SAN JUAN – The Caribbean Development Bank has approved more than $120 million in loans to fund dozens of projects related to agriculture, energy and infrastructure.
Trinidad and Tobago is to receive $40 million “to support Trinidad’s conversion of the fuel usage of vehicles in the transport sector from diesel and gasoline to Compressed Natural Gas,” the CDB said.
The CDB also approved $35 million in loans to the government of Jamaica to facilitate reforms regarding fiscal consolidation, growth and competitiveness, and social protection.
The government of St. Lucia will receive $19.68 million for the upgrading of a municipal water system in order to bring potable water to more than 19,000 residents. The project will cost an estimated $24 million in all, according to the CDB.
Grenada is to receive $10.7 million to improve solid waste management in the island, as well as a grant of $300,000 to finance the institutional strengthening of the Grenada Solid Waste Management Authority.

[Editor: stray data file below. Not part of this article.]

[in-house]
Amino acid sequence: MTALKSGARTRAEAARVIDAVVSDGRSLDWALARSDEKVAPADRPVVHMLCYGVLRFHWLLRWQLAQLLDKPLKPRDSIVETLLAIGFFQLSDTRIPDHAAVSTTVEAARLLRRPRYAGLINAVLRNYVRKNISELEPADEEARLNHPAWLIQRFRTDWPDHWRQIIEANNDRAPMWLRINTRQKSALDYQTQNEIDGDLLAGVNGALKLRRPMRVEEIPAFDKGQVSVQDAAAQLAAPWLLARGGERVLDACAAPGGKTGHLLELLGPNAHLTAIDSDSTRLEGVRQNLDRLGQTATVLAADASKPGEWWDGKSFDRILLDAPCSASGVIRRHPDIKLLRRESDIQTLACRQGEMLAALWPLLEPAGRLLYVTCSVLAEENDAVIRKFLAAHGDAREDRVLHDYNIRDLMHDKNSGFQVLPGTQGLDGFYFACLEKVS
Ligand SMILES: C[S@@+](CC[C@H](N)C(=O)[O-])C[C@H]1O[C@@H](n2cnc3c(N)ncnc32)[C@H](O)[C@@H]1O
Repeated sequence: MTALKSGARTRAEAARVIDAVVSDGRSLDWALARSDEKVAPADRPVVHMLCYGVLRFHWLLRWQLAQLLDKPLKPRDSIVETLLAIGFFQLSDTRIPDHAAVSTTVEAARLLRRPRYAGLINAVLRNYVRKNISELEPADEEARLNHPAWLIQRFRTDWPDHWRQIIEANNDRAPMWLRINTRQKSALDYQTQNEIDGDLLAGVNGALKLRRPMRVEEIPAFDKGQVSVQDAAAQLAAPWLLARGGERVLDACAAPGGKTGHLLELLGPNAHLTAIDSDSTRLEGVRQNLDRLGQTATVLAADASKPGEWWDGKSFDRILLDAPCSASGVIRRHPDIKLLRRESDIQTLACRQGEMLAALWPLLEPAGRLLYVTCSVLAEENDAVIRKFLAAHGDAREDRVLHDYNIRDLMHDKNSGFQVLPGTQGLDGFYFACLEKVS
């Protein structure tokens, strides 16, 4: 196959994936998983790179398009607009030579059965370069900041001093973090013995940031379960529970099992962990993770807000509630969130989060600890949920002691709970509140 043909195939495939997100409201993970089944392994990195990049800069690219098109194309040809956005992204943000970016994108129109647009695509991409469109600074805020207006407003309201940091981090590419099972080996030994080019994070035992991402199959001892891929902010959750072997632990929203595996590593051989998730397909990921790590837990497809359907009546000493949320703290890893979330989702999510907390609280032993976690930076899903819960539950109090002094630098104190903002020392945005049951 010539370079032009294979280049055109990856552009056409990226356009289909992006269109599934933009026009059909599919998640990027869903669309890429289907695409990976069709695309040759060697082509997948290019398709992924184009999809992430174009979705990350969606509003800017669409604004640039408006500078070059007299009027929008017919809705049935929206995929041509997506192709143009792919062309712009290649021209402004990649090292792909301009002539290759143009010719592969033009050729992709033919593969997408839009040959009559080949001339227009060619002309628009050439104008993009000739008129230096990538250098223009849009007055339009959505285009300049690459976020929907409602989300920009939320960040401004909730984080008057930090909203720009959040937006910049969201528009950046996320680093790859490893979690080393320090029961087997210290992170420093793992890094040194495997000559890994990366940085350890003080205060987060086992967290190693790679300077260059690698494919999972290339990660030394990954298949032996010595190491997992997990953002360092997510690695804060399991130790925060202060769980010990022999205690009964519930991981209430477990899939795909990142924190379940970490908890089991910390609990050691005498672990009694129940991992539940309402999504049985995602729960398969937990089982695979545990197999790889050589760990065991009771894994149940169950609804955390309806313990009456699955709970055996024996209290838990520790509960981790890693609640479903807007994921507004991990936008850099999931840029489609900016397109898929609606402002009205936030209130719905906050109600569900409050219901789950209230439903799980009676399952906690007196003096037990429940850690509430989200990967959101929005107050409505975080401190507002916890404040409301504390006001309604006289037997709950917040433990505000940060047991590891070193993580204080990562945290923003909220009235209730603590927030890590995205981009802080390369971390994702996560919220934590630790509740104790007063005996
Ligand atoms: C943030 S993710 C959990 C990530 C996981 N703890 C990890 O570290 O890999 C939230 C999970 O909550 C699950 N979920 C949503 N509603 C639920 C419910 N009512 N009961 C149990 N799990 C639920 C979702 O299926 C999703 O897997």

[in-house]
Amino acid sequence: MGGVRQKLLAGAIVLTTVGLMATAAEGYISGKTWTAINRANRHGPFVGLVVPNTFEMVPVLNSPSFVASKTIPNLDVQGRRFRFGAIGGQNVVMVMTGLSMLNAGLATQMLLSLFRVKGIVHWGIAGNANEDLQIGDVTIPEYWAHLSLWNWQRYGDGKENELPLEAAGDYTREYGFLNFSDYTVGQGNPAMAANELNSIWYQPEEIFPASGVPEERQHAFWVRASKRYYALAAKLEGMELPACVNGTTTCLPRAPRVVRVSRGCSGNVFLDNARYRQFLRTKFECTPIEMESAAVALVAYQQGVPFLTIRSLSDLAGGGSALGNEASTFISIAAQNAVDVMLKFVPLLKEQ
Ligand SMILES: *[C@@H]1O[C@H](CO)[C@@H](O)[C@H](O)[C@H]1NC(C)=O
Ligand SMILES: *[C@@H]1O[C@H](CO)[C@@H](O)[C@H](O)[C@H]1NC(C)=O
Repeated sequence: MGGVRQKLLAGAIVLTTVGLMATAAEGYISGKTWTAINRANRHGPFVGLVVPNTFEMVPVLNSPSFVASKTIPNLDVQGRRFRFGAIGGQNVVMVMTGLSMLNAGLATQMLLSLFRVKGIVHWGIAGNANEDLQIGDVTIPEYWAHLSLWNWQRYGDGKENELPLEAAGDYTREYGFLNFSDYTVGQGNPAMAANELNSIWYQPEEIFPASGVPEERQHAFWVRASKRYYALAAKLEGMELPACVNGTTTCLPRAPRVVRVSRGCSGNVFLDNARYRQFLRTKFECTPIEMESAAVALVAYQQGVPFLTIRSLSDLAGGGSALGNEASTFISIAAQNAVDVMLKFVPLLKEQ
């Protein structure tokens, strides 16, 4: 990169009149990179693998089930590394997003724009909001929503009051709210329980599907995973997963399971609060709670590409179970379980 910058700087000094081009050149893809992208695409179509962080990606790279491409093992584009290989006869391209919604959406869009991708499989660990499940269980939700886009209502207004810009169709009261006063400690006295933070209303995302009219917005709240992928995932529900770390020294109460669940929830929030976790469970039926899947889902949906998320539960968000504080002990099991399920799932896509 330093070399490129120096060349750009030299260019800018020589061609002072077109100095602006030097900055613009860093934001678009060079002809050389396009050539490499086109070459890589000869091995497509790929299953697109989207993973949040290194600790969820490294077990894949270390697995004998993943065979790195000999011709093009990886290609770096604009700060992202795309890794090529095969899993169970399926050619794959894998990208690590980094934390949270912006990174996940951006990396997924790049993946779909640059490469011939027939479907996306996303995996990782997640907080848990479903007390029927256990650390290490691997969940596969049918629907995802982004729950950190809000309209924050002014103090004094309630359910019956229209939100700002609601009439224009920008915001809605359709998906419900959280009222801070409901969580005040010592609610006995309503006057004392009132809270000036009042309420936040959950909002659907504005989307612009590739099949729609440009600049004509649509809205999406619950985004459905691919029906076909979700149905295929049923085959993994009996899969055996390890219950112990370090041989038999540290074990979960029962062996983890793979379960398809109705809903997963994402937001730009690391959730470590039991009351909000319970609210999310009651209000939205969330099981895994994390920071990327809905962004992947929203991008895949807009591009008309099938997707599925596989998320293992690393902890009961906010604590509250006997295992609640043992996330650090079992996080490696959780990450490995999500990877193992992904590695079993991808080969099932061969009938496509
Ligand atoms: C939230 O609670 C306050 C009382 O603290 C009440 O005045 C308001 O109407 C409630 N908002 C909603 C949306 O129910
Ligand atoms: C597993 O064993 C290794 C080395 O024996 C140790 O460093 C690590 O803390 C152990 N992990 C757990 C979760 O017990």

The CDB approved a grant of $1.2 million to fund research in several countries on the viability of developing a cassava industry.
“The Project, which will be executed by FAO (the UN Food and Agriculture Organization) and has an estimated cost of $1.795 million, will be conducted in the Commonwealth of Dominica, Suriname and the Republic of Trinidad and Tobago,” the bank said.
The government of Guyana was approved for a loan of $7.5 million “to enhance the capacity of the Guyana Sugar Corporation Incorporated.”
Barbados received a loan of $6.4 million to enhance the country’s international competitiveness.
The Caribbean Development Bank is a regional financial institution established in 1970.
CDB members are Anguilla; Antigua and Barbuda; Barbados; Belize; the British Virgin Islands; the Cayman Islands; Dominica; Grenada; Guyana; Haiti; Jamaica; Montserrat; St. Kitts and Nevis; St. Lucia; St. Vincent and the Grenadines; Suriname; the Bahamas; Trinidad and Tobago; and the Turks and Caicos Islands.